However, the above methods are appreciable to magnesium alloys with dissolved elements with high concentration, and they are not applicable to damping magnesium alloys. In the present study, the researchers have focused on the research and development to improve the room-temperature formability of damping magnesium alloys.
It is known that magnesium shows poor ductility due to its crystal anisotropy. At room temperature, there is a large anisotropy in deformation resistance depending on the deformation direction of the crystal. As shown in Fig. 2, deformation resistance parallel to the basal plane is small, but deformation resistance parallel to the prismatic plane is very large. In general, a strong basal texture, in which the c-axis is aligned perpendicular to the rolled surface, is formed in a magnesium alloy sheet during rolling. When a magnesium alloy sheet exhibits the strong basal texture, the deformation along a-axis cannot operate along the thickness direction. Thus, it is recognized that press forming of magnesium alloy sheets is extremely difficult at room temperature. For the reason described above, it is important to prevent the formation of strong basal texture during rolling process and create a texture in which the basal slip in the thickness direction can occur easily in order to improve room-temperature formability.
In the new rolling process, formation of the strong basal texture in rolled damping magnesium alloy (M1 alloy) can be suppressed by the repetition of high temperature annealing (at around 500 °C) and warm temperature rolling (at around 200 °C). Pole figures of the basal plane of the M1 alloy sheet processed by the current rolling process (high temperature rolling process at 500 °C) and the new rolling process are shown in Fig. 3. The pole figure of the sheet by the new rolling process exhibits the tendency, indicating that the most part of basal plane is inclined at 15° toward the rolling direction and the pole density of the sheet shows much smaller value. It means that the new rolling process contributes to the suppression of the formation of the strong basal texture. As a result, the M1 alloy sheet by the new rolling process can deform to the thickness direction, and exhibits the improved room-temperature formability (Erichsen value=7.9), which is close to that of aluminum alloy sheets (5083 aluminum alloy: Erichsen value=8.5), as shown in Fig. 1.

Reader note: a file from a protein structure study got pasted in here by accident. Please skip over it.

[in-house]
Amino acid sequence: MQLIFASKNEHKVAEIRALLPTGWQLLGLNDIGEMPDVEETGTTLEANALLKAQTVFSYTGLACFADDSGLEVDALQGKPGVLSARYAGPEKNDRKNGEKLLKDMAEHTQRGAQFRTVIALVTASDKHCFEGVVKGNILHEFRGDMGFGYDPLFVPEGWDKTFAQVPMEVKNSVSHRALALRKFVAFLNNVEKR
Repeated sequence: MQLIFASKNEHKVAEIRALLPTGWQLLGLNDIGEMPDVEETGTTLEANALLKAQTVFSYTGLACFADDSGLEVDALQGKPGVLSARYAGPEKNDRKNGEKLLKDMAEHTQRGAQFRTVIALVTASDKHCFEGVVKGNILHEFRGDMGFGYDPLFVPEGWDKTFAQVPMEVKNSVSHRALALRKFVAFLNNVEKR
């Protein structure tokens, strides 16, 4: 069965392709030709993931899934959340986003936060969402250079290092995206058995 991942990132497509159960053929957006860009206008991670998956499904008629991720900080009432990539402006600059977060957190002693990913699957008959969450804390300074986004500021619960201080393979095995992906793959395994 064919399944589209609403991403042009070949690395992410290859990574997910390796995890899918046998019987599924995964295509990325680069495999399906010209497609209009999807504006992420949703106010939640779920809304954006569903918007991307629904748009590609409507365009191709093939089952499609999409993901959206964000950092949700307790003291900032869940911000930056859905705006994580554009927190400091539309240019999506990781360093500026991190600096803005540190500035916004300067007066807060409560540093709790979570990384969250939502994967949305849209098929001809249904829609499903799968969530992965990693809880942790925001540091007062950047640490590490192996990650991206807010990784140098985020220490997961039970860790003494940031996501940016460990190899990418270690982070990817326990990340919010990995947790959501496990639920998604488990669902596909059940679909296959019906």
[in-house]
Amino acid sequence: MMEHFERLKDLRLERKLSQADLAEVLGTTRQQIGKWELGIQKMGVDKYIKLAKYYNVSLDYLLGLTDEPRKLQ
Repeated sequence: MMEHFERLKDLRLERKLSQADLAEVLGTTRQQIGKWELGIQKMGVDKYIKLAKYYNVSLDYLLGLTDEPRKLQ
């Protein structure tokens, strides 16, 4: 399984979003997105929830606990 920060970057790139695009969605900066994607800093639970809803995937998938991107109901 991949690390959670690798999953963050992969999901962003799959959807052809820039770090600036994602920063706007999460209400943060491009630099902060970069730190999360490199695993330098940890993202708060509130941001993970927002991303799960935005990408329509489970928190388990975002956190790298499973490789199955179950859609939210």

Figure 4 shows the damping capacity (internal friction) of pure magnesium, M1 alloy, and AZ31 alloy. AZ31 alloy has relatively good damping capacity among commercial magnesium alloys, but the internal friction of AZ31 alloy is only about 30% of that of pure magnesium. On the other hand, the internal friction of M1 alloy is about 70% of that of pure magnesium regardless of the formation of the strong basal texture. It is suggested that the new rolling process can improve room-temperature formability of damping magnesium alloy (M1 alloy) without deterioration of their damping capacity.
The application of the new rolling process enables the production of magnesium alloy products with not only high damping capacity but also high room-temperature formability. Thus, it is expected that the application range of magnesium alloy sheets with high damping capacity as damping components will be expanded.
Feasibility study of the new rolling process for damping magnesium alloy sheets will be cooperatively carried out with companies.